Early Access Preview

The F5 NGINX One cloud console is currently available in Early Access. This preview version is for evaluation and testing purposes only and should not be used in production environments.

Get started

This guide provides step-by-step instructions on how to activate and start using the F5 NGINX One cloud console. NGINX One is a management console for monitoring and managing NGINX data plane instances.

Enable the NGINX One service

To get started using NGINX One, enable the service on F5 Distributed Cloud.

  1. Log in to the F5 Distributed Cloud Console.
  2. Select NGINX One from the list of services.
  3. Select Enable Service.
  4. After the service has been enabled, select Visit Service to load the NGINX One console.

Add your NGINX instances to NGINX One

Next, add your NGINX instances to NGINX One. You’ll need to create a data plane key and then install the NGINX Agent on each instance you want to monitor.

Add an instance

Depending on whether this is your first time using the NGINX One console or you’ve used it before, follow the appropriate steps to add an instance:

  • For first-time users: On the welcome screen, select Add Instance.
  • For returning users: If you’ve added instances previously and want to add more, select Instances on the left menu, then select Add Instance.

Generate a data plane key

A data plane key is a security token that ensures only trusted NGINX instances can register and communicate with NGINX One.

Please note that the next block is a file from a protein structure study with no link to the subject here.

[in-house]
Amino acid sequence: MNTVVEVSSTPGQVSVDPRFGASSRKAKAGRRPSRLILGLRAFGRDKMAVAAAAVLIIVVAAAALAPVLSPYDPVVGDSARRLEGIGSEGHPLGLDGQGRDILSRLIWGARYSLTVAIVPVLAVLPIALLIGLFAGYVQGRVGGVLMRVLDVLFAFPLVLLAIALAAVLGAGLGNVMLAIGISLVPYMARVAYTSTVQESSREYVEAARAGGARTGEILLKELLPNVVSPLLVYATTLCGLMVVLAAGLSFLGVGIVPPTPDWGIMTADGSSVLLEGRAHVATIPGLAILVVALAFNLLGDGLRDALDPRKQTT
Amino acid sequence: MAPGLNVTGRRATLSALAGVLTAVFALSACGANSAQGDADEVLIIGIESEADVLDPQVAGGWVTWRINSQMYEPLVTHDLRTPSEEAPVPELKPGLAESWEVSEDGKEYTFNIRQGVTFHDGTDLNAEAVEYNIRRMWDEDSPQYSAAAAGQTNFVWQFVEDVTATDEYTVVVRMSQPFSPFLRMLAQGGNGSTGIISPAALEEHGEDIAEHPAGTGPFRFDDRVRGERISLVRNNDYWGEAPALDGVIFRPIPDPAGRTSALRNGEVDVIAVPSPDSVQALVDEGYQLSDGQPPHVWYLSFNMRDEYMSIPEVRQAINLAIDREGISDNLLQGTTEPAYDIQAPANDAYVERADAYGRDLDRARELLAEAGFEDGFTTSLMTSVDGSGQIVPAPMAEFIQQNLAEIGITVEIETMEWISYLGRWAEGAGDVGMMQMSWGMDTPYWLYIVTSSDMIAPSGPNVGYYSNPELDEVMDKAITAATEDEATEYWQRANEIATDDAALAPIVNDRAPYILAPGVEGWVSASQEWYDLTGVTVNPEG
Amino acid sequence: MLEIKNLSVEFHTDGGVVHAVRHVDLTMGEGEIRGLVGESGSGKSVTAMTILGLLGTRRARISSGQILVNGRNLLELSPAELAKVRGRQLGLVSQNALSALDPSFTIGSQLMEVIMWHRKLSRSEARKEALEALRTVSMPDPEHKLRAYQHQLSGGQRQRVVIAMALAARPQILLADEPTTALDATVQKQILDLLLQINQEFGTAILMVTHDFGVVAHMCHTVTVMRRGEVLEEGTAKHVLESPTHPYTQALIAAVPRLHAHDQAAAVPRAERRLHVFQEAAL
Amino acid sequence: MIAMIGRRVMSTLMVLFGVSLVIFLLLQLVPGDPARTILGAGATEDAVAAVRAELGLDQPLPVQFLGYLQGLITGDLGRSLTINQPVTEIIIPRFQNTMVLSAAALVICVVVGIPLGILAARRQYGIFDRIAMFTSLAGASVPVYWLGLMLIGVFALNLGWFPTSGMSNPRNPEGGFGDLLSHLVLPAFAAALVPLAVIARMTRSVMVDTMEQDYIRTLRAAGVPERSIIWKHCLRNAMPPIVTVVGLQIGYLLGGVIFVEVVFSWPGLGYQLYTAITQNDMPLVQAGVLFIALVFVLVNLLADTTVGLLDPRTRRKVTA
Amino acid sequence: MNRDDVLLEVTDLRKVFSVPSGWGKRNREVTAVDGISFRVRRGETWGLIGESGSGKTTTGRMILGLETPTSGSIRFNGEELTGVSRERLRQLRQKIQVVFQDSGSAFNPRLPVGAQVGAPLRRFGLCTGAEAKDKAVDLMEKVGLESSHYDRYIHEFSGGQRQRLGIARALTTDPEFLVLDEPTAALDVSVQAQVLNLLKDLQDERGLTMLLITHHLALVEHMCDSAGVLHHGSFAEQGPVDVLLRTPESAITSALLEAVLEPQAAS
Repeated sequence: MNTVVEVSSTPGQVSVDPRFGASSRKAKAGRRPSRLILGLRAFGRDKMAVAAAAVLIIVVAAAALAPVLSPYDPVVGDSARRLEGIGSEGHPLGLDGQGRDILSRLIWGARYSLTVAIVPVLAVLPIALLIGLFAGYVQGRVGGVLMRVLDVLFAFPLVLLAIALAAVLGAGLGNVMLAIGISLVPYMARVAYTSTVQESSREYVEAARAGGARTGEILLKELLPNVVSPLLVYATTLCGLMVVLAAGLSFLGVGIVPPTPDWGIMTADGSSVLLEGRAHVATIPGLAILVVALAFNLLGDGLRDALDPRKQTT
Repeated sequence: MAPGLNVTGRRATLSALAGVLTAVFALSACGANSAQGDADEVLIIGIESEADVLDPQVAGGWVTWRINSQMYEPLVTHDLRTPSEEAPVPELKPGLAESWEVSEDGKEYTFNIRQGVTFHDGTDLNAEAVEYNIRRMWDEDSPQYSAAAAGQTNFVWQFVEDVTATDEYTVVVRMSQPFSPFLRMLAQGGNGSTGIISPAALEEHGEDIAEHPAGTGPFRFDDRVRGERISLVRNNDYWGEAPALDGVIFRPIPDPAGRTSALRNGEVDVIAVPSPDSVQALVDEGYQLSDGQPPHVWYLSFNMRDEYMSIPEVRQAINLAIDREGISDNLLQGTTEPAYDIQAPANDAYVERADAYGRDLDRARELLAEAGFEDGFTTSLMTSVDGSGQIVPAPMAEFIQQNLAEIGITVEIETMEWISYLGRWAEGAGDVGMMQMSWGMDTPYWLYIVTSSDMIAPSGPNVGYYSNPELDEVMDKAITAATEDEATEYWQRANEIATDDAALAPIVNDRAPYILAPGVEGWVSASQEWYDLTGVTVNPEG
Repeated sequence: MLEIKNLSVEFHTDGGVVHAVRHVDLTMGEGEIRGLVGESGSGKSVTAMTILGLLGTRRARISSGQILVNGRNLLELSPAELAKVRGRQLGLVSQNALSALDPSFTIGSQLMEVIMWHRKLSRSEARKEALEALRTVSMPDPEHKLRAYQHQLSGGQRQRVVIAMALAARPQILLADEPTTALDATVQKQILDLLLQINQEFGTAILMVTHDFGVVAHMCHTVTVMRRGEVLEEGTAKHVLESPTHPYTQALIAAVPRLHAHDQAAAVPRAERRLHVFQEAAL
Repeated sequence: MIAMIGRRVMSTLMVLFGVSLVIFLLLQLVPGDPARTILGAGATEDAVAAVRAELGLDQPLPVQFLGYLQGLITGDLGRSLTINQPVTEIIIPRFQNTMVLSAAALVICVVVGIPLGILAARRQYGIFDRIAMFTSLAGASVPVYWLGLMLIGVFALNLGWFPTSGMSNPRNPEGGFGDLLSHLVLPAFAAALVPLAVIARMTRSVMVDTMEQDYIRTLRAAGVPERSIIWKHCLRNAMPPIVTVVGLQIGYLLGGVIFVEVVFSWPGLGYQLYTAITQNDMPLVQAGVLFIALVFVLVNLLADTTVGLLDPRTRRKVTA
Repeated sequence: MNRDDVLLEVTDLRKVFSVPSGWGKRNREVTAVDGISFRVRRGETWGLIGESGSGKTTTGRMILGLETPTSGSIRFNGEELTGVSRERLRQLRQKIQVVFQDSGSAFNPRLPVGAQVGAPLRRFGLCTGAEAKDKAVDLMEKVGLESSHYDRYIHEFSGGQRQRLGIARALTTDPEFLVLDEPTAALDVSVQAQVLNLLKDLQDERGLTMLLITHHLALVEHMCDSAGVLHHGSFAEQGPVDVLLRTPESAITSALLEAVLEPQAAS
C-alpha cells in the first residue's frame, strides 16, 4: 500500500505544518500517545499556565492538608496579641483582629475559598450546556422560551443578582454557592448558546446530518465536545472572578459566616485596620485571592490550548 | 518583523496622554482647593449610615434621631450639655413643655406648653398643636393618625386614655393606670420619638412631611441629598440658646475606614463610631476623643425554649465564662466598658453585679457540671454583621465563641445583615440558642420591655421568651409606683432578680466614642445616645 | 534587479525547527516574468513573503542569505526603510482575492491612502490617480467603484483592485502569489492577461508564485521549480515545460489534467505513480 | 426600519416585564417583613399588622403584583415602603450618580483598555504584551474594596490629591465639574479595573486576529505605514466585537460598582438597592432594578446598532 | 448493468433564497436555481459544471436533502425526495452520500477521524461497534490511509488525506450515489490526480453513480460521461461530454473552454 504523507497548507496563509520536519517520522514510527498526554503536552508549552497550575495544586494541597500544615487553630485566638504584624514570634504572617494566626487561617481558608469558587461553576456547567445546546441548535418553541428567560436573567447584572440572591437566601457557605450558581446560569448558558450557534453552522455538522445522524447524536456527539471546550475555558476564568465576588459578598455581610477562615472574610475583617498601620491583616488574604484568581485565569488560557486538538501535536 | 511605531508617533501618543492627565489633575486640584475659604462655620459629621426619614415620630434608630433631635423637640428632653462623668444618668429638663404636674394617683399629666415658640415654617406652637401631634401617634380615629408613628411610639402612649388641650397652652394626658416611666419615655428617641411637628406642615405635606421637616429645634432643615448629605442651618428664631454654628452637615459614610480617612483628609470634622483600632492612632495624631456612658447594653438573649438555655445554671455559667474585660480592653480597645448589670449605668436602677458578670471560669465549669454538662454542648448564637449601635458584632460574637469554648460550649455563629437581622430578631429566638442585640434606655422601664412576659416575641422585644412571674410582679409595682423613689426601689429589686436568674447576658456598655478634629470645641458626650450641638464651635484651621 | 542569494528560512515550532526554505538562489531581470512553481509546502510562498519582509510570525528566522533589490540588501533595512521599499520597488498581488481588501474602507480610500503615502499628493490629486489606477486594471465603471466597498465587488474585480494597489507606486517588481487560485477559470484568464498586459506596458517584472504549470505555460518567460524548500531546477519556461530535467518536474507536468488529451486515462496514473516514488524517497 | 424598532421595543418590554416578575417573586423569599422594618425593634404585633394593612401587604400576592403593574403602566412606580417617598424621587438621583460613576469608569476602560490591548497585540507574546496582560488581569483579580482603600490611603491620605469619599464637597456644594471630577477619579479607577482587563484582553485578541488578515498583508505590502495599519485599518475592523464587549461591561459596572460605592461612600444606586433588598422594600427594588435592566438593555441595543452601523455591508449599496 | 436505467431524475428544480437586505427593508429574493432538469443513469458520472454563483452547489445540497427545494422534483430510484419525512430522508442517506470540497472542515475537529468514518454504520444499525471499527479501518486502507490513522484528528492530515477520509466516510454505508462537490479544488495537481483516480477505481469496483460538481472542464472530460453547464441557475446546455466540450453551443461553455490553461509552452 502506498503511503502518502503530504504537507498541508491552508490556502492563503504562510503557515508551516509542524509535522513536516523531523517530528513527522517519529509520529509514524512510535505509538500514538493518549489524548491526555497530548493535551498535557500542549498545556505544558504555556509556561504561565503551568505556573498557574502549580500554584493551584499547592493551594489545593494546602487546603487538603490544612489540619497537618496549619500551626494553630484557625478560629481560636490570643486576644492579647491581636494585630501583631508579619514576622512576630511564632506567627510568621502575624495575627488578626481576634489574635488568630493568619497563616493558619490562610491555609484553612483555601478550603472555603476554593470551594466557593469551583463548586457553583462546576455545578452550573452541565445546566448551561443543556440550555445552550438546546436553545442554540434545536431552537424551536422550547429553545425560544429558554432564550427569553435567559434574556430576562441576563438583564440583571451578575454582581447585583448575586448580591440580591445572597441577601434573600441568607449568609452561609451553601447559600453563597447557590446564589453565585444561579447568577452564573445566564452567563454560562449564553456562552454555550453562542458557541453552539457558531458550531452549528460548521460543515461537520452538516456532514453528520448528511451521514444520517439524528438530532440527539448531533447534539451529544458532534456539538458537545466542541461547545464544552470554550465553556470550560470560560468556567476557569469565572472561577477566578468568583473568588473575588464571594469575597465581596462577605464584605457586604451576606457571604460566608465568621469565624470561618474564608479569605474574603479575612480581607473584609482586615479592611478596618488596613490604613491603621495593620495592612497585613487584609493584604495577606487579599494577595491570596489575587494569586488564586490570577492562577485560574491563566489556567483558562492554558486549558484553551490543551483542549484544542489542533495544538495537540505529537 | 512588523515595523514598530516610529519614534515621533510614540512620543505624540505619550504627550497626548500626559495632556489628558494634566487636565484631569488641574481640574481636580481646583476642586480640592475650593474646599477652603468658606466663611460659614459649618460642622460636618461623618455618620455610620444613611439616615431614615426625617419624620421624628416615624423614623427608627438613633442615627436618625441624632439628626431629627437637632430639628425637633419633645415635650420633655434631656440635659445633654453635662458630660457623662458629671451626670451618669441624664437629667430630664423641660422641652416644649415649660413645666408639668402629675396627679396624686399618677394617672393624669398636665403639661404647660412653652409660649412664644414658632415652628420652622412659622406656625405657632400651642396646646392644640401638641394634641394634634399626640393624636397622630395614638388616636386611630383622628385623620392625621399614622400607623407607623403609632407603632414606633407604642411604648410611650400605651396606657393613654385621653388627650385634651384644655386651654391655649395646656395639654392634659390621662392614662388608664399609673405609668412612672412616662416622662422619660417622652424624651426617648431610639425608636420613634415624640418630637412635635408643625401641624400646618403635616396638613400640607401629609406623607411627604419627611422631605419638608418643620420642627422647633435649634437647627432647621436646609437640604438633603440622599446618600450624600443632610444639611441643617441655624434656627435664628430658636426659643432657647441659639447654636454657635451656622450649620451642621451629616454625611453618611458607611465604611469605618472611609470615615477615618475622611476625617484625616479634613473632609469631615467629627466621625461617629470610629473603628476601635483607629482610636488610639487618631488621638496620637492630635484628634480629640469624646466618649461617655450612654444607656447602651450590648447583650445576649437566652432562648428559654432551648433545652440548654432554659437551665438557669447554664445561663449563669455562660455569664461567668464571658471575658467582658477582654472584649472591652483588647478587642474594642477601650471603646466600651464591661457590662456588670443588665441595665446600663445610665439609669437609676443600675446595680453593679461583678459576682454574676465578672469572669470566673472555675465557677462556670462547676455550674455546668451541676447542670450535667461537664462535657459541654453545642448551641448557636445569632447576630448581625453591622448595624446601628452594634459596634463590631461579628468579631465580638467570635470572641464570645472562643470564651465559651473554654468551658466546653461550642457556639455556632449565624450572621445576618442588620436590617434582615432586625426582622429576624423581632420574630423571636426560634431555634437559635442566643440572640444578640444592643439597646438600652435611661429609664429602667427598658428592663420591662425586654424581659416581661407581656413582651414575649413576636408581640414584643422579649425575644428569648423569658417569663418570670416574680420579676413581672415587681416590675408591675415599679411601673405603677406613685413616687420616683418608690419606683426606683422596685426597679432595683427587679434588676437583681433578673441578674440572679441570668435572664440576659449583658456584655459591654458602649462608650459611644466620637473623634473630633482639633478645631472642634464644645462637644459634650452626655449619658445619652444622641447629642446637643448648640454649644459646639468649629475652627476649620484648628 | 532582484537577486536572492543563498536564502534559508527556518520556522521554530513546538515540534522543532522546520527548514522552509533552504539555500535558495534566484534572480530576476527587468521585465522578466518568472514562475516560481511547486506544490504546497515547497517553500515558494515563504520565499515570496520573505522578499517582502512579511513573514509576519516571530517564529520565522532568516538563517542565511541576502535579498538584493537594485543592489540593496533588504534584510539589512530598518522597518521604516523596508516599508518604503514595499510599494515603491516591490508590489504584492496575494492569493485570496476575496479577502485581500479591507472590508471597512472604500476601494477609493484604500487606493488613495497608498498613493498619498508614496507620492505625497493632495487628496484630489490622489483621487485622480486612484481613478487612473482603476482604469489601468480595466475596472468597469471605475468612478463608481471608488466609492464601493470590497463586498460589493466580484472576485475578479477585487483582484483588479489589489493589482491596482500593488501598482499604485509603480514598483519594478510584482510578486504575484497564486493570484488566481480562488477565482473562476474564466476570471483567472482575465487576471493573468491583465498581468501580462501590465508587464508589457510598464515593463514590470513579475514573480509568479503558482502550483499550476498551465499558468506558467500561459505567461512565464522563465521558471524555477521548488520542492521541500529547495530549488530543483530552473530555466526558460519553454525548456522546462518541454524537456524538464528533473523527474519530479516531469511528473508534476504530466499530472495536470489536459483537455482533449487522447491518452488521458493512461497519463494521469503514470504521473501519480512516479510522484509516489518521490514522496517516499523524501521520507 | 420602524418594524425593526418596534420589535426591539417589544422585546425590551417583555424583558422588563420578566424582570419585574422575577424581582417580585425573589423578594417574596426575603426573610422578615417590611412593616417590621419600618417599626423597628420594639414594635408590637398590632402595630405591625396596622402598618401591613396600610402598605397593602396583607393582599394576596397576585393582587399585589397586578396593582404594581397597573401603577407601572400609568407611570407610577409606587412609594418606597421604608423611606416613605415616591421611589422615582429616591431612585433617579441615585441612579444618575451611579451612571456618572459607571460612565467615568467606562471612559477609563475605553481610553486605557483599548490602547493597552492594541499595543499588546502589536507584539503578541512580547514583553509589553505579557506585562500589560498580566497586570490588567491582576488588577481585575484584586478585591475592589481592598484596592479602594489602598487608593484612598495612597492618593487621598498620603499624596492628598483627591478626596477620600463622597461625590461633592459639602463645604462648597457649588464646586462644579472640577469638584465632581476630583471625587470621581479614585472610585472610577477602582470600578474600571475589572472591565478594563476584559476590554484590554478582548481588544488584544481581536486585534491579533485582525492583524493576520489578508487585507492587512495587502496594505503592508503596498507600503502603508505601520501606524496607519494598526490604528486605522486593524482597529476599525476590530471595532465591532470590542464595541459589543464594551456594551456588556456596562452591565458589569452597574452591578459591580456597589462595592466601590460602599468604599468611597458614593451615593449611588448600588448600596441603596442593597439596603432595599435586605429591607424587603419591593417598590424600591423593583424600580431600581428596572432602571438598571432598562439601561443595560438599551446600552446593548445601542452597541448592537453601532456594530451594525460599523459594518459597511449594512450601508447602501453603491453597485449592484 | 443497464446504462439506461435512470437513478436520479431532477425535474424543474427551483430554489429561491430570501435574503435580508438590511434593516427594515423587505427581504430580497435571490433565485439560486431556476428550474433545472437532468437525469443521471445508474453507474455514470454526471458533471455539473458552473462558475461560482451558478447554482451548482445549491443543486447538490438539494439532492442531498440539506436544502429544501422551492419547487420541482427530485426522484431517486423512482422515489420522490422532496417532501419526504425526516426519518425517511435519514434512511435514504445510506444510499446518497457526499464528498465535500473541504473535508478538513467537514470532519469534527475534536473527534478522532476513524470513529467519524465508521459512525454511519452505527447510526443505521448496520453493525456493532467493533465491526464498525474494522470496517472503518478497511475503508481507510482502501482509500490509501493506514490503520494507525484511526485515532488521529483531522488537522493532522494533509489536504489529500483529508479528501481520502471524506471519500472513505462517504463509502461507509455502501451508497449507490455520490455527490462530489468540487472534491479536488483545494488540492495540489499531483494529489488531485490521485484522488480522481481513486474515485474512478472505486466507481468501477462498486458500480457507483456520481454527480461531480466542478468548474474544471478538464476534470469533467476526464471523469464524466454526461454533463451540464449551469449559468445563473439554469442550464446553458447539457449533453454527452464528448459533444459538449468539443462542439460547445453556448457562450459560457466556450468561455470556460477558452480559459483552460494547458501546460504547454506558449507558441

To generate a data plane key:

  • For a new key: In the Add Instance pane, select Generate Data Plane Key.
  • To reuse an existing key: If you already have a data plane key and want to use it again, select Use existing key. Then, enter the key’s value in the Data Plane Key box.
Data plane key guidelines

Data plane keys are displayed only once and cannot be retrieved later. Be sure to copy and store this key securely.

Data plane keys expire after one year. You can change this expiration date later by editing the key.

Revoking a data plane key disconnects all instances that were registered with that key.

Install NGINX Agent

After entering your data plane key, you’ll see a curl command similar to the one below. Copy and run this command on each NGINX instance to install the NGINX Agent. Once installed, the NGINX Agent typically registers with NGINX One within a few seconds.

To install the NGINX Agent on an NGINX instance:

  1. Check if NGINX is running and start it if it’s not:

    First, see if NGINX is running:

    sudo systemctl status nginx

    If the status isn’t Active, go ahead and start NGINX:

    sudo systemctl start nginx
  2. Install NGINX Agent:

    Next, use the curl command provided to you to install the NGINX Agent:

    curl https://agent.connect.nginx.com/nginx-agent/install | DATA_PLANE_KEY="YOUR_DATA_PLANE_KEY" sh -s -- -y
    • Replace YOUR_DATA_PLANE_KEY with your actual data plane key.
    • The -y option automatically confirms any prompts during installation.

The install script writes an nginx-agent.conf file to the /etc/nginx-agent/ directory, with the data plane key that you generated. You can find this information in the nginx-agent.conf file:

  token: "<YOUR_DATA_PLANE_KEY>"
  host: agent.connect.nginx.com
  grpcPort: 443

  enable: True
  skip_verify: False